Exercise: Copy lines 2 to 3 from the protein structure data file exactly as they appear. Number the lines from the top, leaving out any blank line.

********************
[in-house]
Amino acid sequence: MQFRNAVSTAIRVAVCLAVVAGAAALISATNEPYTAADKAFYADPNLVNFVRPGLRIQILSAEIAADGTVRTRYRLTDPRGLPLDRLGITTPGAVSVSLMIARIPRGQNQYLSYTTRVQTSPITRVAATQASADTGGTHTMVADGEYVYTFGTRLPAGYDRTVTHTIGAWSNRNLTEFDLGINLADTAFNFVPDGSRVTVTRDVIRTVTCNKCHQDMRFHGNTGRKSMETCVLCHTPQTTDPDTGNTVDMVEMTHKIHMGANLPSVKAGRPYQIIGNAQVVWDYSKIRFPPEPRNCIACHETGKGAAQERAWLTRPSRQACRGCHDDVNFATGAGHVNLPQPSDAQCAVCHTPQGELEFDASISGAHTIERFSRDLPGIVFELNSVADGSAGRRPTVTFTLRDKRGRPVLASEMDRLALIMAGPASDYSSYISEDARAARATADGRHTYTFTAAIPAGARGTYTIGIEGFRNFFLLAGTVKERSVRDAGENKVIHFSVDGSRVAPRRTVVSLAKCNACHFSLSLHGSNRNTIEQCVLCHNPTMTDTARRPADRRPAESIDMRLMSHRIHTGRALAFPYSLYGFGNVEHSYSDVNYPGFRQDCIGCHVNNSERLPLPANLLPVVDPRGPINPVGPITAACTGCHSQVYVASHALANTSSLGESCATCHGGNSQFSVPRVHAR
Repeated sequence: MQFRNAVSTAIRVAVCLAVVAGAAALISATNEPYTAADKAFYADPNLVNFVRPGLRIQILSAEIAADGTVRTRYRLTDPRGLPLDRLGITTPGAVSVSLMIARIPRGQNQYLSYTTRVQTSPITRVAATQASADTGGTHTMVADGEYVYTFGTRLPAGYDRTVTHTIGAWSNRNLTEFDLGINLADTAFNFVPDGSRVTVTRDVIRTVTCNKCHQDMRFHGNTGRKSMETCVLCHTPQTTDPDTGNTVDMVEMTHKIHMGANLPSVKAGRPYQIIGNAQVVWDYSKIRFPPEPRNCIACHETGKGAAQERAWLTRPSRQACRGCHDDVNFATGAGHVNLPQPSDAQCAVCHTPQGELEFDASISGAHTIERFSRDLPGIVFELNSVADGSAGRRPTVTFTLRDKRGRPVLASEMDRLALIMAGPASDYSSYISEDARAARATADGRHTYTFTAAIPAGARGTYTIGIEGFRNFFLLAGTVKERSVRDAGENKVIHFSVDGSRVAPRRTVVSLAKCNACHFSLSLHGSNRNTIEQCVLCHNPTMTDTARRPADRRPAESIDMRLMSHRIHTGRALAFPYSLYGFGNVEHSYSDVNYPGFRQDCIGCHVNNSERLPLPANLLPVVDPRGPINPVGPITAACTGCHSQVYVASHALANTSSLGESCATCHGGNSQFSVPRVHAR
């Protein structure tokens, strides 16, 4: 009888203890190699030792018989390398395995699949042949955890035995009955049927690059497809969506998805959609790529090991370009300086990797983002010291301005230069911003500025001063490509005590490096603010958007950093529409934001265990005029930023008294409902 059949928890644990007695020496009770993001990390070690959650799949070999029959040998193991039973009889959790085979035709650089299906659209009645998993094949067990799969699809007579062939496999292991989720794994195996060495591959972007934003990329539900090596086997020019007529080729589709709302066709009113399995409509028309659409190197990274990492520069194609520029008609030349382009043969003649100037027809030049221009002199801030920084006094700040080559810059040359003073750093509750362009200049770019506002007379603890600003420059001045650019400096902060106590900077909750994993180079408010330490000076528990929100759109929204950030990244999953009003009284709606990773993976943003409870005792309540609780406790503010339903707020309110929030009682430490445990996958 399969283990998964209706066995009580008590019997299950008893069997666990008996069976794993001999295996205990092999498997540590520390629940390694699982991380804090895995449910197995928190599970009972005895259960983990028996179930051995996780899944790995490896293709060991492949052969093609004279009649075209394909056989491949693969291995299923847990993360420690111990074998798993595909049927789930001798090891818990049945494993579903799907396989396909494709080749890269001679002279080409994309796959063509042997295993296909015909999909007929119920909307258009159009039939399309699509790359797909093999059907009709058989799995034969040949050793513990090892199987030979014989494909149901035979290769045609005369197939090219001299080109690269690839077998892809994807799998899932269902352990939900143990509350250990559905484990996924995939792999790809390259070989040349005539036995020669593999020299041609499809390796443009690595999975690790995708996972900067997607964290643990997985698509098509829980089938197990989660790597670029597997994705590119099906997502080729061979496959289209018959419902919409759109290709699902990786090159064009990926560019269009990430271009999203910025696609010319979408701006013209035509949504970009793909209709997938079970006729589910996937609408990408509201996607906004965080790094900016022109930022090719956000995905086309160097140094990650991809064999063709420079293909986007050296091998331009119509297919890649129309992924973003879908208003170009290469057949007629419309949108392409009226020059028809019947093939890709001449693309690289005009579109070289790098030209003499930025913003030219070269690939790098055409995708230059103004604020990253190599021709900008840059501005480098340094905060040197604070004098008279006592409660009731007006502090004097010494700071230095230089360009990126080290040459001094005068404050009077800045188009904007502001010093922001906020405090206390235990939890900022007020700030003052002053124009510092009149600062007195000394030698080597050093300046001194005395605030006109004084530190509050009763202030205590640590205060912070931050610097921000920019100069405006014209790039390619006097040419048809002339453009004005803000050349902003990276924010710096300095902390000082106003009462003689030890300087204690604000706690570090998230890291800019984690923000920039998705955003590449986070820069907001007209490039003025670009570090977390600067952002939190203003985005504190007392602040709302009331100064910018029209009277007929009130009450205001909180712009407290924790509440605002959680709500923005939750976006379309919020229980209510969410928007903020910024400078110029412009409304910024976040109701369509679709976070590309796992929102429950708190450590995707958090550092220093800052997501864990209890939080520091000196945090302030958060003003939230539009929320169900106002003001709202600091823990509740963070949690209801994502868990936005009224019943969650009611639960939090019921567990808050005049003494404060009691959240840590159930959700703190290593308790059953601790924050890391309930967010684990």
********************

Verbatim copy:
Amino acid sequence: MQFRNAVSTAIRVAVCLAVVAGAAALISATNEPYTAADKAFYADPNLVNFVRPGLRIQILSAEIAADGTVRTRYRLTDPRGLPLDRLGITTPGAVSVSLMIARIPRGQNQYLSYTTRVQTSPITRVAATQASADTGGTHTMVADGEYVYTFGTRLPAGYDRTVTHTIGAWSNRNLTEFDLGINLADTAFNFVPDGSRVTVTRDVIRTVTCNKCHQDMRFHGNTGRKSMETCVLCHTPQTTDPDTGNTVDMVEMTHKIHMGANLPSVKAGRPYQIIGNAQVVWDYSKIRFPPEPRNCIACHETGKGAAQERAWLTRPSRQACRGCHDDVNFATGAGHVNLPQPSDAQCAVCHTPQGELEFDASISGAHTIERFSRDLPGIVFELNSVADGSAGRRPTVTFTLRDKRGRPVLASEMDRLALIMAGPASDYSSYISEDARAARATADGRHTYTFTAAIPAGARGTYTIGIEGFRNFFLLAGTVKERSVRDAGENKVIHFSVDGSRVAPRRTVVSLAKCNACHFSLSLHGSNRNTIEQCVLCHNPTMTDTARRPADRRPAESIDMRLMSHRIHTGRALAFPYSLYGFGNVEHSYSDVNYPGFRQDCIGCHVNNSERLPLPANLLPVVDPRGPINPVGPITAACTGCHSQVYVASHALANTSSLGESCATCHGGNSQFSVPRVHAR
Repeated sequence: MQFRNAVSTAIRVAVCLAVVAGAAALISATNEPYTAADKAFYADPNLVNFVRPGLRIQILSAEIAADGTVRTRYRLTDPRGLPLDRLGITTPGAVSVSLMIARIPRGQNQYLSYTTRVQTSPITRVAATQASADTGGTHTMVADGEYVYTFGTRLPAGYDRTVTHTIGAWSNRNLTEFDLGINLADTAFNFVPDGSRVTVTRDVIRTVTCNKCHQDMRFHGNTGRKSMETCVLCHTPQTTDPDTGNTVDMVEMTHKIHMGANLPSVKAGRPYQIIGNAQVVWDYSKIRFPPEPRNCIACHETGKGAAQERAWLTRPSRQACRGCHDDVNFATGAGHVNLPQPSDAQCAVCHTPQGELEFDASISGAHTIERFSRDLPGIVFELNSVADGSAGRRPTVTFTLRDKRGRPVLASEMDRLALIMAGPASDYSSYISEDARAARATADGRHTYTFTAAIPAGARGTYTIGIEGFRNFFLLAGTVKERSVRDAGENKVIHFSVDGSRVAPRRTVVSLAKCNACHFSLSLHGSNRNTIEQCVLCHNPTMTDTARRPADRRPAESIDMRLMSHRIHTGRALAFPYSLYGFGNVEHSYSDVNYPGFRQDCIGCHVNNSERLPLPANLLPVVDPRGPINPVGPITAACTGCHSQVYVASHALANTSSLGESCATCHGGNSQFSVPRVHAR